5 Tips on How to Stay Productive While Working From Home
Being able to work from the comforts of your home can have a lot of benefits—no need for a long drive or commute, working in comfy clothes, more flexibility, and hot home-cooked meals for lunch. However, bringing your work into your home also has its downsides in your work and personal life.
Some people who work from home tend to have decreased work-life balance, longer working hours and decreased productivity. With the global coronavirus pandemic happening right now, more people are forced to work from home; not just those who are employed in work-from-home companies or have careers that have them working from home all the time.
So, learning how to be more productive in a work-from-home set-up has become more relevant these days. It’s not just about having that Pinterest-worthy home office, you also need to set rules and boundaries.
Set clear household rules
According to productivity expert Maura Thomas, working parents shouldn’t think that they don’t need to hire a babysitter for their young tots just because they’re working from home. For older kids, setting up a do-not-disturb signal while you’re still working could be enough. This also works for adults whom you live with.
Organizing expert Julie Morgenstern suggests leaving a chalkboard or anything to write on outside your door so that your kids or housemates could jot down what they need to talk about. That way, you won’t be blindsided when you finally “clock out” or take a break.
If you’re a pet parent, try to schedule your walks so you won’t have to struggle with the urge to play with them while you’re still working. You can squeeze it in as breaks so you both can stretch your legs every three hours. If your pet can sit quietly around you, then a work-from-home buddy is always welcome.
Don’t work from the couch (or the bed)
Thanks to your Wi-Fi, you don’t have to stay tethered to a cable to access the Internet. That being said, you can practically work anywhere (as far as the router signal can take you, though) even your couch or bed. However, that doesn’t necessarily mean that you should.
For Morgenstern, one should designate a specific spot in their home to work in so there will be a mental boundary between working and relaxing. You don’t need to have a home office, just enough working space that is conducive to working long hours is enough; even the dining table. But make sure to clean up afterward so work wouldn’t interfere with your family time, according to Morgenstern.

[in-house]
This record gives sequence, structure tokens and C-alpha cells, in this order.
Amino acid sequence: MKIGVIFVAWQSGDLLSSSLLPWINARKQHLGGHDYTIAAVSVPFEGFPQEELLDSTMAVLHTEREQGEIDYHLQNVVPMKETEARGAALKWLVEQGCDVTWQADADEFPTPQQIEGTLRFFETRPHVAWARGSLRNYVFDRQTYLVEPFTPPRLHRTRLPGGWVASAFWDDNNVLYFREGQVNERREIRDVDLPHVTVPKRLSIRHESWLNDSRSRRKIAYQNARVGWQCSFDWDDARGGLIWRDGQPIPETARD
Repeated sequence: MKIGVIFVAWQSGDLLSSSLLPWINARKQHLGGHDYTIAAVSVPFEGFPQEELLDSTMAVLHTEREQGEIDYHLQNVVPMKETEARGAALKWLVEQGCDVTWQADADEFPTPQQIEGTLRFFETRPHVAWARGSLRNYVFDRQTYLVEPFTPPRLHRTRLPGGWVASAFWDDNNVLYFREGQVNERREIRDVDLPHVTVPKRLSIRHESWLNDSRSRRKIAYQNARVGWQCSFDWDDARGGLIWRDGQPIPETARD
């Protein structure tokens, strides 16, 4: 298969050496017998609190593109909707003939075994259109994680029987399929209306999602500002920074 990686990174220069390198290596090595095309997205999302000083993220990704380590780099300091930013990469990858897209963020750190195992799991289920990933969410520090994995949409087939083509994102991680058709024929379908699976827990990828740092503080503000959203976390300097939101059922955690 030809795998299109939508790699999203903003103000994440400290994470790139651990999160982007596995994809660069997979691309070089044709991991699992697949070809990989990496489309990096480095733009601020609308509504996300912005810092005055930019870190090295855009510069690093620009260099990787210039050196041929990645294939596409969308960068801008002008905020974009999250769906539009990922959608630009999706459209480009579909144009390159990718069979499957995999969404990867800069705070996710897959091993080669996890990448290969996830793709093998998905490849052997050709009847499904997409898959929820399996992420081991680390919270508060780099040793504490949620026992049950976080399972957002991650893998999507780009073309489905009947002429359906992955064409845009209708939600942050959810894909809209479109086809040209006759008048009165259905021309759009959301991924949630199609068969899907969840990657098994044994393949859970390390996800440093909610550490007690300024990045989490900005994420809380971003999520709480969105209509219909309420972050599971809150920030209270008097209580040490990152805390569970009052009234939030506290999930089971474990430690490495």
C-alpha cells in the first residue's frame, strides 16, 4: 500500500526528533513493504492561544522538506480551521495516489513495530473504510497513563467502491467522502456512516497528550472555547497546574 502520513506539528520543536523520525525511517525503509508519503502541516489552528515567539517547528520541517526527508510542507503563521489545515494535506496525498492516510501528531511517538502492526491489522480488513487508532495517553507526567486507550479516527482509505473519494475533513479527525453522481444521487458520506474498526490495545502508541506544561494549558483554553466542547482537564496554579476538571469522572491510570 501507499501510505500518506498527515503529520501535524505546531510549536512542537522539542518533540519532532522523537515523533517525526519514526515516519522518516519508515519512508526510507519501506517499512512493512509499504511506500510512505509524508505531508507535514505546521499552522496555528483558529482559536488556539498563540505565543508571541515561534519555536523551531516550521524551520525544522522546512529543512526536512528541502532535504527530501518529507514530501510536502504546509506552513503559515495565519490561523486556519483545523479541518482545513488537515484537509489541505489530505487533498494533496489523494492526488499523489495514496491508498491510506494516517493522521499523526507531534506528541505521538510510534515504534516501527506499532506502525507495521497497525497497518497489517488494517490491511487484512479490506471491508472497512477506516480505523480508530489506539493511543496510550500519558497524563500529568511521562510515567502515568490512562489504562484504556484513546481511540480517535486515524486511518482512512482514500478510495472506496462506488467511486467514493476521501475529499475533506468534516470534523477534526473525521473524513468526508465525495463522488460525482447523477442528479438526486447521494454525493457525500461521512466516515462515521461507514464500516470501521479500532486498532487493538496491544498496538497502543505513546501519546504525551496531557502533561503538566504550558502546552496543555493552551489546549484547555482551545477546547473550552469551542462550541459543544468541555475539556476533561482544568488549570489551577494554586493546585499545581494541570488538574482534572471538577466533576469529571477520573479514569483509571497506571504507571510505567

Work in a spot where you feel energized
Texas-based career expert Holly Reisem Hanna believes that this is typically the room with the most natural light and the nicest view. She, herself, opts to work in her kitchen for that reason. Some areas may make you feel stagnant, so Hanna recommends finding a space where positive energy flows.
Keep it clean and organized
Once you finally have the perfect workspace, make an effort to maintain its tidiness. A cluttered area can cause cluttered thoughts (especially that there are tons of distractions at home), so limit the stuff that you put on your desk.
Keep away those annoying stacks of paper and replace it with some things that inspire you and liven up the space. Morgenstern says that your workspace should energize you, not drain your spirits.
Make a schedule and limit your working hours
One of the tendencies of working from home is that you end up working too much. Avoid this pitfall by creating a set schedule of your workday and following it.
According to Morgenstern, having a structured workday makes you more efficient. When you start working and take breaks can be flexible, but you should always wrap up at your designated time. Without a set cutoff time, you may find yourself struggling to step away from your work.
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